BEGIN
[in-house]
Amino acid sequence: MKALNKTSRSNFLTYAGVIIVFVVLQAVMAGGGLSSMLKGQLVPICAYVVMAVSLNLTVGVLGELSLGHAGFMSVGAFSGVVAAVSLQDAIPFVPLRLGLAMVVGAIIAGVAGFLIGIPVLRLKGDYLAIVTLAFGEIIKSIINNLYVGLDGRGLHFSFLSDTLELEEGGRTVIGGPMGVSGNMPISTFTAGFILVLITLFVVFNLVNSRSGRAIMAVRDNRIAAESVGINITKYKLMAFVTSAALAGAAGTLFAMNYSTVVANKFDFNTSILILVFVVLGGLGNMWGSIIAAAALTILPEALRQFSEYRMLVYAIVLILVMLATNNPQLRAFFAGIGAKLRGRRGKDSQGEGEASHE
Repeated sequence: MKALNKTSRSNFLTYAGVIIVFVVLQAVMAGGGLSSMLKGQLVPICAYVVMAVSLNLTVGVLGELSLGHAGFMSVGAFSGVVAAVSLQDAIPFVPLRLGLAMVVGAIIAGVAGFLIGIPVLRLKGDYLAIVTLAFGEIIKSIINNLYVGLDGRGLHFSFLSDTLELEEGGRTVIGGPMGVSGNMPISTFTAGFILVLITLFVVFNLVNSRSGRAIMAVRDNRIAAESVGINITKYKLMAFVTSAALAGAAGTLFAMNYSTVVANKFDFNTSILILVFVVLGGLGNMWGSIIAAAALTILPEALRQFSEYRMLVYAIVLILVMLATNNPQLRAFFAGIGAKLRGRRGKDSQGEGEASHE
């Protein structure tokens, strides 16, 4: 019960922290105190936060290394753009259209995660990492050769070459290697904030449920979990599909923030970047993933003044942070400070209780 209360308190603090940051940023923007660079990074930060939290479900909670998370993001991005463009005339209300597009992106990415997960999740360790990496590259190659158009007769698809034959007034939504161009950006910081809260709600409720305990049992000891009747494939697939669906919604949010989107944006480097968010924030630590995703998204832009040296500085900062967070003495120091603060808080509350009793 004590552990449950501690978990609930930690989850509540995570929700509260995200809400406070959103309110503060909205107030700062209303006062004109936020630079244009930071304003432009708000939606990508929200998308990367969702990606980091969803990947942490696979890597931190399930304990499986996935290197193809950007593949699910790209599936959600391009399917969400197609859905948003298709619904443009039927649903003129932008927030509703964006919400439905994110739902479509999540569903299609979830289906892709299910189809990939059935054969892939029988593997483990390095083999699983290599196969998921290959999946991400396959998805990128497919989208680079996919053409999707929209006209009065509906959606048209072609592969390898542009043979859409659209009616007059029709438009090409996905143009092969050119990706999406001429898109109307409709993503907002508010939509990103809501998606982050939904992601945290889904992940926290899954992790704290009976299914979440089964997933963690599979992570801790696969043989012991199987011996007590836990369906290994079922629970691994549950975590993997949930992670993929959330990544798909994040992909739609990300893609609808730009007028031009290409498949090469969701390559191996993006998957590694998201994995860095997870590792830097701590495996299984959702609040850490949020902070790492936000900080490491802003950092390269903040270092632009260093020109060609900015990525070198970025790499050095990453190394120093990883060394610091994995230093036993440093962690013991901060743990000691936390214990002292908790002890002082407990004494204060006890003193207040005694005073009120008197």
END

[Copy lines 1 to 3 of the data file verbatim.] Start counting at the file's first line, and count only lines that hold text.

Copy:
[in-house]
Amino acid sequence: MKALNKTSRSNFLTYAGVIIVFVVLQAVMAGGGLSSMLKGQLVPICAYVVMAVSLNLTVGVLGELSLGHAGFMSVGAFSGVVAAVSLQDAIPFVPLRLGLAMVVGAIIAGVAGFLIGIPVLRLKGDYLAIVTLAFGEIIKSIINNLYVGLDGRGLHFSFLSDTLELEEGGRTVIGGPMGVSGNMPISTFTAGFILVLITLFVVFNLVNSRSGRAIMAVRDNRIAAESVGINITKYKLMAFVTSAALAGAAGTLFAMNYSTVVANKFDFNTSILILVFVVLGGLGNMWGSIIAAAALTILPEALRQFSEYRMLVYAIVLILVMLATNNPQLRAFFAGIGAKLRGRRGKDSQGEGEASHE
Repeated sequence: MKALNKTSRSNFLTYAGVIIVFVVLQAVMAGGGLSSMLKGQLVPICAYVVMAVSLNLTVGVLGELSLGHAGFMSVGAFSGVVAAVSLQDAIPFVPLRLGLAMVVGAIIAGVAGFLIGIPVLRLKGDYLAIVTLAFGEIIKSIINNLYVGLDGRGLHFSFLSDTLELEEGGRTVIGGPMGVSGNMPISTFTAGFILVLITLFVVFNLVNSRSGRAIMAVRDNRIAAESVGINITKYKLMAFVTSAALAGAAGTLFAMNYSTVVANKFDFNTSILILVFVVLGGLGNMWGSIIAAAALTILPEALRQFSEYRMLVYAIVLILVMLATNNPQLRAFFAGIGAKLRGRRGKDSQGEGEASHE